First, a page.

On 5 September 2023, the Financial Services Consumer Panel (FSCP) published a final report on financial services firms’ personal data use, in which it considers whether that use is leading to bias and detriment for consumers with protected characteristics.

The report addresses the assumption that some groups of consumers are experiencing bias and detriment, related to their protected characteristics, due to the way in which financial firms are using personal data and algorithms.

The report highlights the following key findings:

  • Despite strong anecdotal evidence, categorically evidencing that algorithmic decision-making is the cause of bias is challenging because systems are opaque, making it difficult for third parties to truly understand what is happening ‘behind the scenes’.
  • There are important debates to be had about where to draw the line in terms of ethical use of personal data to make risk-based decisions, in terms of what is and is not fair, reasonable or proportionate.
  • Clear areas of concern include consumers experiencing unfair bias relating to their ethnicity in terms of access to products, pricing of products and services received; and unfair outcomes in relation to disability. Evidence about impact in relation to other types of protected characteristics is thinner, although this does not mean they should not remain an area of focus.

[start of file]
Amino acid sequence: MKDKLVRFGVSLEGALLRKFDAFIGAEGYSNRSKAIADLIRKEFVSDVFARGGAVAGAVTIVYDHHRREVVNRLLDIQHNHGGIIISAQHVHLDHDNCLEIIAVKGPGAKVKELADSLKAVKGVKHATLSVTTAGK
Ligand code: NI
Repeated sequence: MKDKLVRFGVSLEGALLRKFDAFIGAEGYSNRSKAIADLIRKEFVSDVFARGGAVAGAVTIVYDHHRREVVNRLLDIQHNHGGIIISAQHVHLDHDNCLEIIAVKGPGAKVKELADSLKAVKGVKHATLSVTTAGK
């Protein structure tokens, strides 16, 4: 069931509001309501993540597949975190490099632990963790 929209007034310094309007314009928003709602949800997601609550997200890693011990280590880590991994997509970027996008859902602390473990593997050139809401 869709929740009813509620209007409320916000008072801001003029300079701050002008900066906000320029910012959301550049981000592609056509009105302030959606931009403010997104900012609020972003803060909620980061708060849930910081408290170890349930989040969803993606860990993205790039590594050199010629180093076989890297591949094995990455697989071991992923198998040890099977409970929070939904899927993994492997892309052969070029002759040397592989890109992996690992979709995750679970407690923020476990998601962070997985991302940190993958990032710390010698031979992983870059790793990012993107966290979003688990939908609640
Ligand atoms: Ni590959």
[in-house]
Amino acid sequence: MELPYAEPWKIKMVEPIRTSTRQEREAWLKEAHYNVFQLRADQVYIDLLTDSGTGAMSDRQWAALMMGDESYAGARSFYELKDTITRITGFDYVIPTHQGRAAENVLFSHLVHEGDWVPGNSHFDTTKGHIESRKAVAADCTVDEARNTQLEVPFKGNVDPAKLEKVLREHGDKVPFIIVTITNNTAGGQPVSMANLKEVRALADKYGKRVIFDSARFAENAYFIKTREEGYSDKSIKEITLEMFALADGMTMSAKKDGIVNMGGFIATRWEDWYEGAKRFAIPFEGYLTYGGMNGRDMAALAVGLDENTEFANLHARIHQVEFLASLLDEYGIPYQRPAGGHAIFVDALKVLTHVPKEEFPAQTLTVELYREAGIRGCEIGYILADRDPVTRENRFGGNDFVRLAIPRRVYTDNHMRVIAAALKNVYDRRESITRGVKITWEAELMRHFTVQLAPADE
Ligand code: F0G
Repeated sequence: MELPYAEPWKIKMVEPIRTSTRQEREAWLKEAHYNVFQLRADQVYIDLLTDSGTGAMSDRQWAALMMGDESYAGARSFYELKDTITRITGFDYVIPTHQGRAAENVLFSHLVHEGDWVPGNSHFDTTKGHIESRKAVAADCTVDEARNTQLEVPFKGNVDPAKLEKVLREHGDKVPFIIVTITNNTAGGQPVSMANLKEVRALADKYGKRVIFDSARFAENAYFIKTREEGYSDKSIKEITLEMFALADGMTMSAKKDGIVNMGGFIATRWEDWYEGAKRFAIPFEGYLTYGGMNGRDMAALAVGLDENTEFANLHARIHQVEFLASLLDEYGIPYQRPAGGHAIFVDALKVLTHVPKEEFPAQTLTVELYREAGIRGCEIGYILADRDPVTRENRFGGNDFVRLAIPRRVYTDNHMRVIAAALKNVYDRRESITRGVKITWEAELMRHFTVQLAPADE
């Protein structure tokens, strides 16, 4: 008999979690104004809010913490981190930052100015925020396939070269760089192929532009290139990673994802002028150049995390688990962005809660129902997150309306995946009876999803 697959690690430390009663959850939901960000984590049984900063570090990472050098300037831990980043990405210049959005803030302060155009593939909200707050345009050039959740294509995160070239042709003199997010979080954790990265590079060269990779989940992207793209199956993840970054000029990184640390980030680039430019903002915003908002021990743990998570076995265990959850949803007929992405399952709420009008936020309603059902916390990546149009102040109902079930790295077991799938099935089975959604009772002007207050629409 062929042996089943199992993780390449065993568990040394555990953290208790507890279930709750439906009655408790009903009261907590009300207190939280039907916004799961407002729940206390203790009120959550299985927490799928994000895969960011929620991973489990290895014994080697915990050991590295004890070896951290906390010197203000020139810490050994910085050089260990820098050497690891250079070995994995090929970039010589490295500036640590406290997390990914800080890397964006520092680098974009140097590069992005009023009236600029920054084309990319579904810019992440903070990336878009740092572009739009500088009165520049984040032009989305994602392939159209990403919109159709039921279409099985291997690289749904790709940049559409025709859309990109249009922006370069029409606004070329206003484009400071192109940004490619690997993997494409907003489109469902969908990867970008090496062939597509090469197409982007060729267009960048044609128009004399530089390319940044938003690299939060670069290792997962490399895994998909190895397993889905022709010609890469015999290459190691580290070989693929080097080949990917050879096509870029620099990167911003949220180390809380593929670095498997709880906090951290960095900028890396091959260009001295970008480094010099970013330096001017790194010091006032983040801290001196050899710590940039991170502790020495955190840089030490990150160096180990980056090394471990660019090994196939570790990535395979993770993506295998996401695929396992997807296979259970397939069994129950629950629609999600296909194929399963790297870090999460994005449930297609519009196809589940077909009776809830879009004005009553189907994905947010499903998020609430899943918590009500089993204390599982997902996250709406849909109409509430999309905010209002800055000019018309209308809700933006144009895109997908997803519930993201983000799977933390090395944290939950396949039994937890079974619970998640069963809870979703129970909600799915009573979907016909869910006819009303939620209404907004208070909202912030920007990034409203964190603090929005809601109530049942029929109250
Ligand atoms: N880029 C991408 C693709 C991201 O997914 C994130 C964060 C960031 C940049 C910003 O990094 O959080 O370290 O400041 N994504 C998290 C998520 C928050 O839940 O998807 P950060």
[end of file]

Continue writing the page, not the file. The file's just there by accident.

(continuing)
• Evidence and experts note the critical role that regulation will have in addressing the issues and concerns raised about the use of personal data and algorithms and call for greater pressure on firms to have oversight of personal data and artificial intelligence (AI) they use.
  • The extent of evidence around this topic, anecdotal or otherwise, justifies the FSCP’s concern on this subject.

In terms of actions to take as a result of these findings, the FSCP notes that:

  • There is a need for conversation and public debate on the topic of bias and AI in financial services, and time is of the essence.
  • Debate should focus on and culminate in a set of agreed principles, around what personal data is reasonable to use to determine access, price and outcomes in financial services when risk-based decisions are made.
  • There is a need for more transparency about how data is being used to evidence areas of concern, and the FCA has a strong role to play in operationalising this.
  • There is a need for firms to be more proactive in evidencing no bias is occurring. Regulation would be the most effective way to drive change in this area and provide clear lines of accountability for firms in terms of what they need to do and evidence.